INTERVIEW: Avelino Martinez Sandoval, CEO at ApagroCOL S.A.S., works with the Colombian national government’s Territorial Renewal Agency (ART), which advances rural reform in the areas most affected by Colombia’s armed conflict. Sandoval works on economic development initiatives that uplift rural communities and indigenous peoples, within the framework of peace agreements between the Colombian government and the Revolutionary Armed Forces of Colombia (FARC).
HT: You’ve taken important work on your shoulders, a very important burden for the industry. Being at the epicenter of so many interests, seeking to do good, what’s your biggest challenge?
AV: The biggest challenge is to make Colombian industry understand the advantages that industrial hemp offers and how it can help us in developing a circular economy. That the national hemp industry has the capacity to develop products of all kinds and help reverse climate change. It’s important that the country’s new regulations go in that direction.
HT: With Colombia offering so many opportunities in industrial hemp, which sector or products are most inviting for international investment?
AV: One of the areas that draws the attention of the Colombian industry is production of hemp paper. And fiber production for other applications, as well as food and oils. These areas are not at all addressed on an industrial scale; that’s where investors should concentrate their efforts.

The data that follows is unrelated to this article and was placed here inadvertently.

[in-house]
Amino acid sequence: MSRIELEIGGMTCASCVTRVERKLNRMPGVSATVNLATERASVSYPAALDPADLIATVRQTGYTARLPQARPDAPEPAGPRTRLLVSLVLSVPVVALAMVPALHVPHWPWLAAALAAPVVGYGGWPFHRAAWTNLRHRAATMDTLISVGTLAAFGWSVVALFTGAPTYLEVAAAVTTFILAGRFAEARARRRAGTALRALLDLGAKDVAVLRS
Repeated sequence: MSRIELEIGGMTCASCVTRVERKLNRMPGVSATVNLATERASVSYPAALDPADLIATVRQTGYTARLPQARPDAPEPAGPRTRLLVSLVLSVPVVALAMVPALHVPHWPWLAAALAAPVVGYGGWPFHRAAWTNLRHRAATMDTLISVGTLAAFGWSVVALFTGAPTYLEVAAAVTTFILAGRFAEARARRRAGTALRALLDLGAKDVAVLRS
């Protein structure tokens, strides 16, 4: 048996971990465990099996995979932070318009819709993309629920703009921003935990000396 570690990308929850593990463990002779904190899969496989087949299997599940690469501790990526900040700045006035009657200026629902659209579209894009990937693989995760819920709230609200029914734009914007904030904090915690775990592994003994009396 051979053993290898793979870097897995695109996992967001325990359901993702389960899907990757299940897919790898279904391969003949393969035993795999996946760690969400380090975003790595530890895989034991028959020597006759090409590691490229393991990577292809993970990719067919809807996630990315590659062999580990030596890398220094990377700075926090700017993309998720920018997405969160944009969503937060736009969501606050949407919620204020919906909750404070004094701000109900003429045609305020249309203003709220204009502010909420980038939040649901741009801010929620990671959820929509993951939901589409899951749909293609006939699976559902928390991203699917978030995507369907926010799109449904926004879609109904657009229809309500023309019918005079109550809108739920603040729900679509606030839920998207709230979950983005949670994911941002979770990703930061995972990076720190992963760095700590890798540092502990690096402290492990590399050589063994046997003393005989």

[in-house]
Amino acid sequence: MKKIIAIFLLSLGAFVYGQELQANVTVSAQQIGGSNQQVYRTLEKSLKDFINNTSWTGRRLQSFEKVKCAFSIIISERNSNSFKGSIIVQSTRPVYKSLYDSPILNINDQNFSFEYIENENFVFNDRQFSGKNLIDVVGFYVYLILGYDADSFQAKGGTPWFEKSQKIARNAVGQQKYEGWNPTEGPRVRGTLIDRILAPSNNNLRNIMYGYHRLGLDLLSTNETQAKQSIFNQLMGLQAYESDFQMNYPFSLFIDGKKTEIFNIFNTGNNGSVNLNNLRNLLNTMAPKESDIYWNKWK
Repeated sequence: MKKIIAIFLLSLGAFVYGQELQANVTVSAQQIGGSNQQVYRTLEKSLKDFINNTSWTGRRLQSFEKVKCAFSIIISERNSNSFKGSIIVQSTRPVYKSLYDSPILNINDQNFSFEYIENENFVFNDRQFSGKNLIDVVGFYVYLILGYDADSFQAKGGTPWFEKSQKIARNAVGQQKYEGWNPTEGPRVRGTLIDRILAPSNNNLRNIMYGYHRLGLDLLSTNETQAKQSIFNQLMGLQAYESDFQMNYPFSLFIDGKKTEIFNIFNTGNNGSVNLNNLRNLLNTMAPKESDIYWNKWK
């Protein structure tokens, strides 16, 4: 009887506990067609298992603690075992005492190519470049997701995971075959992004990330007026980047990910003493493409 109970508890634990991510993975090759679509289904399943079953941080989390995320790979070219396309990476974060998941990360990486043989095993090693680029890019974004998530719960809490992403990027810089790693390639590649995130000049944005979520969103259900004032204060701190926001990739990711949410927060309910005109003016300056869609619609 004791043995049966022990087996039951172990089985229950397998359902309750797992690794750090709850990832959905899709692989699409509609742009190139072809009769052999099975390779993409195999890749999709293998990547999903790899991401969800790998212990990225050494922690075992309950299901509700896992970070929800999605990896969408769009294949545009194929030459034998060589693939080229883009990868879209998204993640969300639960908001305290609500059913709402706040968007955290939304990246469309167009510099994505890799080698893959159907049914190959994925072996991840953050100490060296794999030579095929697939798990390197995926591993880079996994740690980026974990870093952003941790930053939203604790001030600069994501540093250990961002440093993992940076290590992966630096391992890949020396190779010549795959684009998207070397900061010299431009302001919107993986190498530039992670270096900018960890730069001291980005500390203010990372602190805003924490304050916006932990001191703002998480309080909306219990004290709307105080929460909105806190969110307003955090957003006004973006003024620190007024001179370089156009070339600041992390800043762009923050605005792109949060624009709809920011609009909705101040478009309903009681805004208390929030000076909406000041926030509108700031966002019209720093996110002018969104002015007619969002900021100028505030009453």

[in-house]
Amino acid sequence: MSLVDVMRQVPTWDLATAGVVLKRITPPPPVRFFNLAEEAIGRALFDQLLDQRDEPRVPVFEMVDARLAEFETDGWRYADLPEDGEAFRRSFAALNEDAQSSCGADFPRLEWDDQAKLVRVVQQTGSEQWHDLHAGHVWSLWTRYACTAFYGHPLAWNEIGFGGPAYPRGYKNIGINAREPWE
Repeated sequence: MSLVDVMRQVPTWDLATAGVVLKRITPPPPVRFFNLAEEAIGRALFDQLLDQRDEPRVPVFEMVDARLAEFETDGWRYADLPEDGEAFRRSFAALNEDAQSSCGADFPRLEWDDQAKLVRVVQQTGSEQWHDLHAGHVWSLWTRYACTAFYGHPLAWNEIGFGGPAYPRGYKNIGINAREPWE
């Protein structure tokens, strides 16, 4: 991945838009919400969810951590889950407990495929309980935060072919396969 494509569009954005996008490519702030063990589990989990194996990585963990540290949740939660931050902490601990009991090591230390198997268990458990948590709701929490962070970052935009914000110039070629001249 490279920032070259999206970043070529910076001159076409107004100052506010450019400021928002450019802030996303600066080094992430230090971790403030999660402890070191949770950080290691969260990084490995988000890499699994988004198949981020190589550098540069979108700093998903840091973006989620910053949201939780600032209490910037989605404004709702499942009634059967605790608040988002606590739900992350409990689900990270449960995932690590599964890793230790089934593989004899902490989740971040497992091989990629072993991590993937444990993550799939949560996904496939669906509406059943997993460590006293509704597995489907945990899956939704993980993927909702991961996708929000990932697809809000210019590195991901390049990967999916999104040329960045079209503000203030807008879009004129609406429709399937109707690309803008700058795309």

HT: What comparative advantages does Colombia offer for the hemp industry?
AV: Most importantly, the clarity of regulation of industrial hemp in Colombia. It’s legal to plant, process and transform hemp into products. The other advantage is large tracts of unused land. The climate is very suitable for hemp. A local industry with large demands for raw materials can create and supply a new circular economy.
HT: How is progress with your initiative?
AV: Our group has obtained the licenses to plant and transform hemp in Colombia. We’re now bringing in different varieties of hemp seeds to start small pilots with research centers, universities and other interested stakeholders. We’re looking for varieties that best adapt to our soils and climate, and can produce plants with less than 1.0% THC. This will let us make strategic decisions regarding our direction in the various hemp sectors going forward.